October 29, 2017 posted by James Parten

Sing Me A Cartoon #16: More Sailor Man Rhythm

We are all aware that Billy Costello left the employ of Max Fleischer’s cartoon studio in 1935. We’re not quite sure if it was a matter o’ money, or ‘bad behavior”–and it’s really neither here nor there.

We also know that there’s an odd duck in the pond, in the form of Be Kind To ‘Aminals’, on which an absolutely different voice appears as Popeye. This voice is more gruff, and doesn’t have the same timbre as Costello—who built his Popeye voice on noises he made earlier in his career, and on the work of ‘Gene Greene and Poley McClintock.

Floyd Buckley

We know that, in this cartoon, this voice belongs to Floyd Buckley, a Broadway actor who had a long career, mostly in minor roles, stretching from early silent serials to early telefilms.

Up to then, his biggest role had been as “Q The Automaton”, the “dog-heavy” (to use a fandom term) of the 1919 serial “The Master Mystery”–which starred Harry Houdini.

You don’t see all that much of him there, as he’s wearing a water-heater-on-legs that sufficed for a mechanical man in the days before the term “robot” was coined.

Buckley is known among fans as “the radio Popeye”, for his broadcasts in a three-a-week series pushing Wheatena, a hot wheat cereal that is still on the market,after going through divers hands over the generations.

What’s curious is that “Be Kind To ‘Aminals'” was released seven months before the radio show premered on the NBC Red Network.

Anyway, Buckley did gain some minor fame as “radio’s Popeye”. And he was famous enough to make records. In late 1936, Bluebird records-the low-priced (35 cents) subsidiary of Victor Records–was making some stabs at the market–such as there was–for children’s records.

Buckley cut four sides, accompanied by a six-piece “novelty” orchestra, and assisted by Olive LaMoy, who was the Olive Oyl of the radio series. Each of the four sides is a medley. consisting of three songs. And most of them are songs that appeared in Popeye cartoons.

In fact, the only ones I don’t recognize as being from the cartoons–and their melodies may have appeared in the scores, for all I know–are “Popeye On Parade”, “Fooey To You From Me”, “I Spy A Spy”, and “”Olive Oyl’s Family Reunion”.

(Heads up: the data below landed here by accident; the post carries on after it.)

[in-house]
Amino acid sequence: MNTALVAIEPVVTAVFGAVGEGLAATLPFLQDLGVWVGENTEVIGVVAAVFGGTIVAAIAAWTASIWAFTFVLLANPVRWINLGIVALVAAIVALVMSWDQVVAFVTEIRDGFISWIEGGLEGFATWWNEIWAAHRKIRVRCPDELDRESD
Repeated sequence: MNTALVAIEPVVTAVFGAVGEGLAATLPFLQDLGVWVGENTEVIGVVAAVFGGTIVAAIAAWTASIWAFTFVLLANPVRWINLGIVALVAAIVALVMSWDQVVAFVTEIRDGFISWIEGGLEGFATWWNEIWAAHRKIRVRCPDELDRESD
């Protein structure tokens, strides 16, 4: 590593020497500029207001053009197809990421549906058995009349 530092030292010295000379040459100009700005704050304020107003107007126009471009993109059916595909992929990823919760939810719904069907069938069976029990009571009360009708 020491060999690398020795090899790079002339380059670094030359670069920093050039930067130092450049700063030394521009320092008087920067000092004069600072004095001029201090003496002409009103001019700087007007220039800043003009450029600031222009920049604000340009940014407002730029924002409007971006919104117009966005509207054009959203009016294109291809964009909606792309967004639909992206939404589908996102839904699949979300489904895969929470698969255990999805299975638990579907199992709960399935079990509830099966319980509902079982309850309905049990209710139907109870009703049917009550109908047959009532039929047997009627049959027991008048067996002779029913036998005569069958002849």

Buckley sings most of them in his gruff Poeye voice–but a real surprise comes when we get to “I’m Sinbad The Sailor”. Buckley appears to be singing this in a dramatic high baritone/low tenor voice, which may be his natural tone of voice.

The Bluebird records also came out on Montgomery Ward, and were sold (presumably for less than thirty-five cents) out of their periodic mail-order catalogues.

Four episodes of the radio series have circulated for years among collectors of old-time radio. They first came out on an LP that George Garabedian put out on his “Mark 56” label in the 1970’s. And they are pretty easily found on various sites on the Internet.

Nobody’s yet found any of a 1938 Popeye series sponsored by Popsicle — which only ran a fairly brief while. This may be the series that features one Detmar Poppen — anoter Broadway actor with a pretty decent resume — as the Sailor Man.

By the way: the title of this and last week’s posts comes from “Sailor Man Rhythm” by Frank Tanner and his Orchestra. Tanner had a middle-sized orchestra, which recorded for Bluebird at one of their “field trips” to San Antonio, Texas, in October, 1936.

It’s actually a fairly interesting band blues, with the band chanting “Popeye, the Sailor Man”–for no apparent reason–behind the second vocal chorus.

Next Week: If at first You DO Succeed. . .


  • A fascinating post. That always baffled me, too… that one film!!!

  • Costello never did as well with his ad-libs as Jack Mercer did — he usually just commented on the action on screen or mumbled something about how great he was — but he was softening his tone a little bit by the end of his run, to go along with the less-gruff character Dave Fleischer, Seymour Kneitel and Willard Bowsky were going with by the end of 1934. Buckley’s voice tonally goes in the exact opposite direction — aside from the jarring difference between him and William Costello, there’s no hint of warmth in it. No wonder the studio decided to look elsewhere and go with Mercer (and Kneitel & Co. didn’t make the same mistake a decade later when Mercer was in the Army, finding someone who came a lot closer to mimicking the original Popeye voice in Harry Foster Welch).

  • Wow, didn’t even realize that Popeye had a radio program back then.

  • The other songs Buckley sings are from the 1930s’s “Popeye’s Song Folio”, which has a mix of songs from the cartoons, and original compositions, previously unused. They show up on Ebay every now and then, and are a great collector’s item, since all of the headers are illustrations by Fleischer animators. Allen Swift would later sing a couple of these non-cartoon songs on records of his own, such as “Popeye on Parade”, and “Strike Me Pink, Do I See Red”. The only strange thing is that “King of the Marti Gras” (which was Mercer’s first cartoon) only has its refrain in the booklet, and is missing the rest of the song. Still, it’s great to have sheet music for these wonderful cartoons in any form.

  • It would be interesting to see some of those “Popeye’s Song Folio” headers with illustrations.

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